Friday, March 25, 2016

Taxonomy Books

I am pleased to announce the 2nd edition of The Accidental Taxonomist. The print edition is available to order from the publisher, Information Today Inc., now, and will be available from various online retailers by early June.  Ebook versions will follow. So, this is a good time to survey other books on taxonomy creation.

When I wrote the first edition in 2009, I had looked into other books about taxonomies that were published at the time. Following is what I had written in my proposal to the publisher regarding the “competition,” including my comments at the time ad how my book would fill a gap. (The only change I have made is updating the prices, which are the list prices, but lower prices can usually be found through online retailers.)
  • Lambe, Patrick. Organising Knowledge: Taxonomies, Knowledge and Organisational Effectiveness. Oxford, England: Chandos Publishing. (2007)
    This book is well-reviewed, but published in the UK and somewhat expensive. It takes a somewhat broader approach, looking at knowledge management and not just taxonomies. It is aimed more at the business professional, manager, consultant, rather than the practicing taxonomist. It can be a bit overwhelming to the new MLIS grad or the indexer curious about getting into taxonomy construction. [$70.00]
  • Stewart, Darin L. Building Enterprise Taxonomies. Portland, Oregon: Mokita Press. (2008)
    This book is self-published and not well marketed. It was created to as a book for an online course taught by the author at the University of Oregon Applied Information Management Master’s degree program. Its reviews are generally good. The book is focused on enterprise taxonomies only, though. Its index is horrible. [$39.99]
  • Jagerman, Evert J. Creating, Maintaining and Applying Quality Taxonomies. Zoetermeer, Netherlands: E.J. Jagerman. (2006)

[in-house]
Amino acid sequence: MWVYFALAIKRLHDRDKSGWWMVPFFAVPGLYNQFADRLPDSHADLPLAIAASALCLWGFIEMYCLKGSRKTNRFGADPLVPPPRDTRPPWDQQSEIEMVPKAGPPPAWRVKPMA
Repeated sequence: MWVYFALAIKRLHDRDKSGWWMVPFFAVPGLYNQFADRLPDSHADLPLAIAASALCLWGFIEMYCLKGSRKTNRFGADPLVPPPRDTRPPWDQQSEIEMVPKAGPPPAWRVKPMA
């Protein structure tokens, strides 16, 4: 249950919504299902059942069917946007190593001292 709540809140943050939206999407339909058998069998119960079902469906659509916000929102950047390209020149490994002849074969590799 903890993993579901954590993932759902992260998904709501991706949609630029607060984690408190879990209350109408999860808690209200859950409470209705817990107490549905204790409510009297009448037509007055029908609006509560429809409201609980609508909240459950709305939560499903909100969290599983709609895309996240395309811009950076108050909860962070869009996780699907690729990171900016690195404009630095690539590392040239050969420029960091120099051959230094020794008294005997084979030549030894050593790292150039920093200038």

This book is self-published (Lulu.com) and not well marketed, published in the Netherlands, and only 152 pages.  I have not found any reviews of it. [$43.62]
  • King, Brandy E. and Kathy Reinold. Finding the Concept, Not Just the Word: A Librarian's Guide to Ontologies and Semantics. Oxford, England: Chandos Publishing. (2008)
    Like Lambe’s book Organising Knowledge, this book is also published by Chandos Publishing in the UK and is rather expensive. It is focused on only ontologies and not other kinds of taxonomies, and its audience is research librarians. The inclusion of four case studies is interesting, though. [$61.81]
  • Aitchison, J., A. Gilchrist, and D. Bawden. Thesaurus Construction and Use: A Practical Manual (4th ed.). Chicago: Fitzroy Dearborn. (2000)
    This book is limited to traditional information retrieval thesauri, is somewhat out of date (based on a first edition published in 1972), published in the UK and rather expensive. [$125.95]
  • Broughton, Vanda. Essential Thesaurus Construction. London: Facet Publishing. (2006)
    This book is limited to traditional information retrieval thesauri, scholarly and not well marketed, published in the UK and rather expensive [$85.00]
  • Bailey, Kenneth D. Typologies and Taxonomies: An Introduction to Classification Techniques (Quantitative Applications in the Social Sciences series) Thousand Oaks, California: Sage Publications. (1994)
    This is a short monograph of under 100 pages and focuses on cluster analysis (whatever that is) written by a professor of sociology with a focus on research methods. It is mathematically too technical for most readers. [$15.46]